France’s presidential contenders Emmanuel Macron and Marine Le Pen raced on the last day of campaigning on Friday to drive home why their particular political brand is the right choice for voters.
Mr Macron, the centre-right incumbent, laid into the nationalist rival he is set to face in a Sunday run-off, accusing the far-right leader of trying to divide France over Islam.
“The far right lives off fear and anger creating resentment. It says that excluding parts of society is the answer,” Mr Macron told France Inter radio. “(But) I want to try to answer it… (and) make us live as a united nation.”
Lagging behind Mr Macron in the latest opinion polls, Ms Le Pen campaigned in her stronghold of northern France in a last-ditch effort to try to close the gap.
In a gritty mood, Ms Le Pen lashed out at Mr Macron’s planned pensions reform, which she described as an effort to make the French work forever.
“The French, with Emmanuel Macron, will end up with life,” Ms Le Pen said. “This reform of Emmanuel Macron is a deep social injustice.”
In a bid to seduce working-class voters and electors who cast some 7.7 million votes for leftist candidate Jean-Luc Melenchon in the first round, Mr Macron has watered down a campaign pledge to raise the retirement age in France to 65 by 2030.
He now says he will consult with unions before deciding on the new legal retirement age.
Mr Macron acknowledged that Ms Le Pen had alacrity and resonance among some voters, adding that “she has managed to draw on some of what we did not manage to do, on some of the things I did not manage to do to pacify some of the anger, respond quickly to what voters want.”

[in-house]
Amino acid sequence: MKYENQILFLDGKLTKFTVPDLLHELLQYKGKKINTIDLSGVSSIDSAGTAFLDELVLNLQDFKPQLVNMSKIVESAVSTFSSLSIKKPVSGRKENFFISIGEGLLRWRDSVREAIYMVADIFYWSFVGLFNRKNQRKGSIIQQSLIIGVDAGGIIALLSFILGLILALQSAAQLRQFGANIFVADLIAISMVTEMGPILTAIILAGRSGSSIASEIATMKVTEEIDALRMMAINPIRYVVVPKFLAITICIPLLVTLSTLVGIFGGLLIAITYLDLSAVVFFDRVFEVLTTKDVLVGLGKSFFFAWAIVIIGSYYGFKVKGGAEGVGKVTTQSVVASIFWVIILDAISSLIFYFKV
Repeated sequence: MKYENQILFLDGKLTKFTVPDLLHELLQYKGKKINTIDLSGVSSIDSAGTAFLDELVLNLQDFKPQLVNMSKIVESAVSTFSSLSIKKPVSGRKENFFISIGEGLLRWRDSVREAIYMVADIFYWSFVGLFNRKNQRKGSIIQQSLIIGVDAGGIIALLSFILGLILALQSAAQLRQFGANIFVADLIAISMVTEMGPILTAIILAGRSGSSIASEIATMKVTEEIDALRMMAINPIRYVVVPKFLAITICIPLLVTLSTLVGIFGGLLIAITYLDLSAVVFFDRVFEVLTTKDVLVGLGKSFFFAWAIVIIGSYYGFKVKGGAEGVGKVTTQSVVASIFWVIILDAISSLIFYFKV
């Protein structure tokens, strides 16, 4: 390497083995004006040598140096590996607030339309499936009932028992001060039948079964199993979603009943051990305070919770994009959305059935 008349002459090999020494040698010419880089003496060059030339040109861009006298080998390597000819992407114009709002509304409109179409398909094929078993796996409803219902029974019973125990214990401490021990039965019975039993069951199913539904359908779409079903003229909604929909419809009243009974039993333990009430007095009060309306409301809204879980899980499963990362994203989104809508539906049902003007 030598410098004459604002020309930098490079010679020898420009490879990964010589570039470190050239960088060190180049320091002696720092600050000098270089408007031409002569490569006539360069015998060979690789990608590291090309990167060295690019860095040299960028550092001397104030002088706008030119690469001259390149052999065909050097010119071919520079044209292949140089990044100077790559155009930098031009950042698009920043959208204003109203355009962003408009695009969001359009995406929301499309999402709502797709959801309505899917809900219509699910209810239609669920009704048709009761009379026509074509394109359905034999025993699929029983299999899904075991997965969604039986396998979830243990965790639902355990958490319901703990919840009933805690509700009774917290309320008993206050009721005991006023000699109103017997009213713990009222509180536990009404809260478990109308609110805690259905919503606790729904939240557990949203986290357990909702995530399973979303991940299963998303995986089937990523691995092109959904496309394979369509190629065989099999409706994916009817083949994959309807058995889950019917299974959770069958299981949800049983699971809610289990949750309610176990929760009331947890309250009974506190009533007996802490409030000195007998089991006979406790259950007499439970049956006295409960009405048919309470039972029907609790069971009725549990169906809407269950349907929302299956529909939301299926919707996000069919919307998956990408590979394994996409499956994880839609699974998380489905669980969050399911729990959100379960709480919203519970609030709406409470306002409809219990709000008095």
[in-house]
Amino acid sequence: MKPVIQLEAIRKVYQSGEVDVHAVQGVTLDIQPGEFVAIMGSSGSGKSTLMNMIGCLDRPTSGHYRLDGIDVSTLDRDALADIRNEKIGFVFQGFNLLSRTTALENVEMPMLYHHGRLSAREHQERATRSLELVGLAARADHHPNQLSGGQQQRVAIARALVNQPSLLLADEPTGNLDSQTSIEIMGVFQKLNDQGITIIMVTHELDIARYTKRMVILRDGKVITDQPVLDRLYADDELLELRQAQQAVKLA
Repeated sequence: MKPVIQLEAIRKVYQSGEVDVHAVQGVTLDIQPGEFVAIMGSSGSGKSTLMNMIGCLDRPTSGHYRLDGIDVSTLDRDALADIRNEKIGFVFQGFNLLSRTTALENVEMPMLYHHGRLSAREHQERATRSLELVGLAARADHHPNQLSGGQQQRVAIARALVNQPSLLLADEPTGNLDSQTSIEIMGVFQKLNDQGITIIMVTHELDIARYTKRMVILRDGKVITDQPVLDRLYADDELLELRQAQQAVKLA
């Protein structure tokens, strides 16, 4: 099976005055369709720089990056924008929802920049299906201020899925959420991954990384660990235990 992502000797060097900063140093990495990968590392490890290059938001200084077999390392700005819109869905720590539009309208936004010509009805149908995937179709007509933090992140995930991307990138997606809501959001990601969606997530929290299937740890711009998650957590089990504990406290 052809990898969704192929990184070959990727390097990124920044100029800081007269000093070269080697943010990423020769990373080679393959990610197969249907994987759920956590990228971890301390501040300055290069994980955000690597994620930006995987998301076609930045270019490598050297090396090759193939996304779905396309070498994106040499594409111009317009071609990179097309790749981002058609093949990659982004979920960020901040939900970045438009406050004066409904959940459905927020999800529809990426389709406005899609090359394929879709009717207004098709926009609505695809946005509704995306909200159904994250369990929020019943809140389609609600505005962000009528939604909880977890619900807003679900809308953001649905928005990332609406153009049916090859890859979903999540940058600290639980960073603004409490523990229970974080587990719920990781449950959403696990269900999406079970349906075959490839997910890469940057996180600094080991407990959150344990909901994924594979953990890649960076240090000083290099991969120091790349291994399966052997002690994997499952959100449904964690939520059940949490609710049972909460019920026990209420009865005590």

The two candidates must make their final pitches to the French electorate before campaigning for the presidential run-off is legally required to end at midnight.
Mr Macron was later set to travel to Figeac, a town deep in France’s southern heartland where Mr Melenchon came in second place in the first round of voting, and was due to speak there during the afternoon.
Ms Le Pen was in Etaples, at a marketplace near Le Touquet — a pointed choice on the final day of campaigning given that it is the constituency in which Mr Macron himself votes.
The National Rally leader displayed a combative spirit following a bitter televised debate with Mr Macron this week that buoyed some of her poll numbers.
Speaking on C-News, Ms Le Pen called on the French to read her manifesto and wake up to the failures of Mr Macron’s five-year term. She responded to criticism that her policies did not hold up under scrutiny.
“I call on the French to check for themselves and form an opinion by reading what I propose to do to respond to the rampage that was Emmanuel Macron,” she said.